PAMA and the Bartender's Tool Kit
Welcome to the second in a series of Liquor Snob posts in partnership with PAMA pomegranate liqueur. Read our first post.
Ever since we did our Pama review a few weeks ago, we've been thinking about this pomegranate liqueur and how it fits into our cocktail-mixing toolkit, both at home and behind the bar. The first thing that struck us about PAMA was that it was much more versatile than we originally gave it credit - we were able to use it tasty cocktails from a modified Kir Royale to a tasty Manhattan (pictured above) and we wanted to spend some more time investigating just how versatile it can be.
The Bartender's Tool Kit
No craftsman should be without his or her tools, and mixing cocktails is no different. For example, when we plan to mix cocktails in our home bar we always have on hand:
- At least a bottle each of vodka, gin, tequila, whiskey and rum...you won't get far mixing cocktails without your basic spirits
- Fresh fruits and/or juices, depending on what we plan to make, for garnish and to add the tartness many cocktails require
- Sweeteners like simple syrup, superfine sugar, agave nectar, or whatever suits our fancy
- All of our bar spoons, shakers, jiggers etc. to make sure we put in the right amounts and mix them properly
How Does PAMA Fit In?
One of the things we've really been impressed with as we've experimented with PAMA is its versatility in nearly every application.
- Works with multiple base spirits: We've tried PAMA in cocktails made with gin, vodka, tequila, whiskey and champagne, among other things, and it always adds something new in terms of flavor and color.
- Excellent Replacement Ingredient: We've been experimenting with using PAMA as a replacement for a variety of ingredients - the flavor of citrus or pomegranate juice or the color of grenadine, for example - and it comes up aces every time.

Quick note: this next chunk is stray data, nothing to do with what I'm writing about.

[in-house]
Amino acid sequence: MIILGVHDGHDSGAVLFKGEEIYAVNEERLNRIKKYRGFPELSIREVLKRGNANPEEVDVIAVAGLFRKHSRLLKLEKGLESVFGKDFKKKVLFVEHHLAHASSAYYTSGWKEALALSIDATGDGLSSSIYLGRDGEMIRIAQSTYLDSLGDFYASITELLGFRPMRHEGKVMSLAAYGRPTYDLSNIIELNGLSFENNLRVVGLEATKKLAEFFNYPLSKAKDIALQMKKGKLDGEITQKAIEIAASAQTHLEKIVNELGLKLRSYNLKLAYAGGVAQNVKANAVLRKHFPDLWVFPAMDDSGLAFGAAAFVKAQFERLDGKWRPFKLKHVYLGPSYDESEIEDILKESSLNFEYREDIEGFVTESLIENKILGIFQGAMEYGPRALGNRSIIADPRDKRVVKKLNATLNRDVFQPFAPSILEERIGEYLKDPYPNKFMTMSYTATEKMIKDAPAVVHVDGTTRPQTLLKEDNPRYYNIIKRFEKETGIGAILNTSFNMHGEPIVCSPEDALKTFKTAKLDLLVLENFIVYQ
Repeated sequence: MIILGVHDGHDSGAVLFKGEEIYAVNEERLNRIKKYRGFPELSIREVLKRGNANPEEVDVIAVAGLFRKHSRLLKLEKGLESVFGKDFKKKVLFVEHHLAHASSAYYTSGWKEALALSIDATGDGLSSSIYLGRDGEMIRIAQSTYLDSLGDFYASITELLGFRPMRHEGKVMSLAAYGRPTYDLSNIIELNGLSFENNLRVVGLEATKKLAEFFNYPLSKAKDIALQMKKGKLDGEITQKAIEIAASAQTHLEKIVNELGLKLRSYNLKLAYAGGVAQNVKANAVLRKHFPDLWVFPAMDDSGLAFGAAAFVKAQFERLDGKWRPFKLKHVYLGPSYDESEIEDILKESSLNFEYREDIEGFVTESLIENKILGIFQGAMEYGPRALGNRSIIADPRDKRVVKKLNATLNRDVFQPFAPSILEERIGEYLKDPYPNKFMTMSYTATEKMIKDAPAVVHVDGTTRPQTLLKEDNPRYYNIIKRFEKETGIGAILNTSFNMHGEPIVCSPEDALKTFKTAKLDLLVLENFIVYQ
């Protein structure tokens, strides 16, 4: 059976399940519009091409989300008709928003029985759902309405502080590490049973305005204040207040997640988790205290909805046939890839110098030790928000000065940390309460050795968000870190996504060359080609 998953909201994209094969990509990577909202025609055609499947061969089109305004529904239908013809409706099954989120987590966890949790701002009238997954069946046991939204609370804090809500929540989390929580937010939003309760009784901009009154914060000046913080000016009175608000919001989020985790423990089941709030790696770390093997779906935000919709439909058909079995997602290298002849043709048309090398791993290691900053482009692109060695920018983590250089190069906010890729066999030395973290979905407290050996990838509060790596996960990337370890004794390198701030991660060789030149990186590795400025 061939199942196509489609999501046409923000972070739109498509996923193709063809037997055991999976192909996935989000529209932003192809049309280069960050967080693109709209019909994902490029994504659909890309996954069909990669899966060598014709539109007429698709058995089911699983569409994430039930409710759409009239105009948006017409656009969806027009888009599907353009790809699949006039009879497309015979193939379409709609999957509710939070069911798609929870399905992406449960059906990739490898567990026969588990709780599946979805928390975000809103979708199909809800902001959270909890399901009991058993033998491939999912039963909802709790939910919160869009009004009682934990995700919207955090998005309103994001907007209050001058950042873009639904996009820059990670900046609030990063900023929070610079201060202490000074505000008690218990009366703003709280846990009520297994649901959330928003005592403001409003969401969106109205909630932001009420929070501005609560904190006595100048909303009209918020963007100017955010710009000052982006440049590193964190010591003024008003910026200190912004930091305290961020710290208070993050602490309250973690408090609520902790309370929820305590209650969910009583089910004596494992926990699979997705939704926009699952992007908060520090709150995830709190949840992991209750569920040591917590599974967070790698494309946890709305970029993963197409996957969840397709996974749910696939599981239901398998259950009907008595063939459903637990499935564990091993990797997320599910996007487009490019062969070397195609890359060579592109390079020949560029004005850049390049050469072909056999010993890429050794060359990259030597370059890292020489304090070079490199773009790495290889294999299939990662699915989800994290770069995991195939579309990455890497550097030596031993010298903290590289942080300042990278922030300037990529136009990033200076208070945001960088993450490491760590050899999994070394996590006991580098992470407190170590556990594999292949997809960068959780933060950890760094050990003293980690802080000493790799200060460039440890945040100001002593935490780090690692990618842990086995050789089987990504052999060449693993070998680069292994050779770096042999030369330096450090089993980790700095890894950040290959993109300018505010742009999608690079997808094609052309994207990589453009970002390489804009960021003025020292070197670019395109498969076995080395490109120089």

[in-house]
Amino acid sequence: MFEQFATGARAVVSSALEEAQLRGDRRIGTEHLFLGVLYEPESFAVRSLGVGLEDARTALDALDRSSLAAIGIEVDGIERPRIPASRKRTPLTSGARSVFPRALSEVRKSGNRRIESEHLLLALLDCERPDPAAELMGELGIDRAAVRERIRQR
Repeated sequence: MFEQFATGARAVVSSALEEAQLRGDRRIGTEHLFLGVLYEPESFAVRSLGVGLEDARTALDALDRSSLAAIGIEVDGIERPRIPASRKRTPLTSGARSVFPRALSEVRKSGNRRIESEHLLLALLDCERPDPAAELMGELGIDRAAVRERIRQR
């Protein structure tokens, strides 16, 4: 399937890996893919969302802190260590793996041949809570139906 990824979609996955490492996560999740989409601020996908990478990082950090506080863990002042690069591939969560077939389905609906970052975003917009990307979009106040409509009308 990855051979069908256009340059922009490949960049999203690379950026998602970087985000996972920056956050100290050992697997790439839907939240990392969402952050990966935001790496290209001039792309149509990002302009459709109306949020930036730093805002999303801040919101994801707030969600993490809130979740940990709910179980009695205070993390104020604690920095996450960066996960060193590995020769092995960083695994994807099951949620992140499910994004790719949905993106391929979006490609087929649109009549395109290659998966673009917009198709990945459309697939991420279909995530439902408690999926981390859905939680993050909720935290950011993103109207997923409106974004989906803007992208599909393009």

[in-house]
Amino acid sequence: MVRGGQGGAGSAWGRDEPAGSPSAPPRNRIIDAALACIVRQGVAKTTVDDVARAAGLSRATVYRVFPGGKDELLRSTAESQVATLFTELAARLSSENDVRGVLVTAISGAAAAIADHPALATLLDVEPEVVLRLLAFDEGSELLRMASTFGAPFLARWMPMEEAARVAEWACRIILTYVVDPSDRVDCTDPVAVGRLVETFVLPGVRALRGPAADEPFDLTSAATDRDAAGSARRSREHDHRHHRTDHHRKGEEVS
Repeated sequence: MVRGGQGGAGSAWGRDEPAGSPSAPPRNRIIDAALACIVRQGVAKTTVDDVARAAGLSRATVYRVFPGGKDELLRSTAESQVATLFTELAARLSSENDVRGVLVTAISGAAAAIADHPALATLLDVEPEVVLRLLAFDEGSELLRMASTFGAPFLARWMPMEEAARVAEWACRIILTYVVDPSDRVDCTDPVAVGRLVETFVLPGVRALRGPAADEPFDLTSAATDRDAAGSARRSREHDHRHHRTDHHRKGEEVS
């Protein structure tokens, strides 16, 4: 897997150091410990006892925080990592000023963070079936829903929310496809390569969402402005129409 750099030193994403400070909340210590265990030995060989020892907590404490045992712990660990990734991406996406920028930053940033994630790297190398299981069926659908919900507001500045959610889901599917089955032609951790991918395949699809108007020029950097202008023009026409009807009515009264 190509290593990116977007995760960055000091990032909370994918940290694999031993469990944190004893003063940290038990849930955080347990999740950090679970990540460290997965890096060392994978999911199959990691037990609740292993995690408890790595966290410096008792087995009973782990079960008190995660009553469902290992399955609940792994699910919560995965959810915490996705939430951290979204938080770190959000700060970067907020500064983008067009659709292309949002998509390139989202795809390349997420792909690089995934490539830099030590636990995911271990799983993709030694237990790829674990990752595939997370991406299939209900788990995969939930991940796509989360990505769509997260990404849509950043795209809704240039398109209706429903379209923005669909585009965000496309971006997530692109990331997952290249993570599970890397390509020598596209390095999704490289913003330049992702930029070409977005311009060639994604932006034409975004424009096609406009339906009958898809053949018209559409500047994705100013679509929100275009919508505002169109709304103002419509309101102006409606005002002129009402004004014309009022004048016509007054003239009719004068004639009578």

- The Wow Factor: If you offer to make someone a margarita and it's red when you hand it to them, they'll probably raise an eyebrow. But invariably when we've done just that with a PAMA cocktail, people are surprised and enthusiastic once they try it.
Cocktail Recipes: To underline the idea of the versatility of PAMA, we've gathered cocktail recipes from around the Web and brainstormed some additional ideas as well.
- Tiki: With winter coming, there's nothing we like more than the idea of tropical cocktails. Make an excellent (and incredibly simple) take on Tiki flavor with A Bird in the Hand or a PAMA Tiki, and get your Tiki on.
- Halloween: PAMA's color lends itself to some bloody good fun when you're thinking about what to make for your next Halloween party - it will dye just about any drink with a clear base red, or try something like replacing the grenadine in a Dracula's Kiss.
- Christmas: Christmas is another great time for festive red cocktails, so serve Sparkling Pomegranate Punch, adding a splash of PAMA for color, at your next Xmas party.
- Heading South for the Winter: Next time you're looking to break up winter's chill, head south with a PAMA Margarita or Mojito.
How do (or would) you use PAMA in a way we haven't thought of? Let us know and we'll add it to our post.
Disclosure of Material Connection: This is a "sponsored post." The company who sponsored it compensated us via a cash payment, gift, or something else of value to write it. Regardless, we only recommend products or services we use personally and believe will be good for our readers. We are disclosing this in accordance with the Federal Trade Commission's 16 CFR, Part 255: "Guides Concerning the Use of Endorsements and Testimonials in Advertising.". We'd also like to thank PAMA for sending us samples of their product to review.
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Posted by Jake Jamieson at October 10, 2012 6:20 AM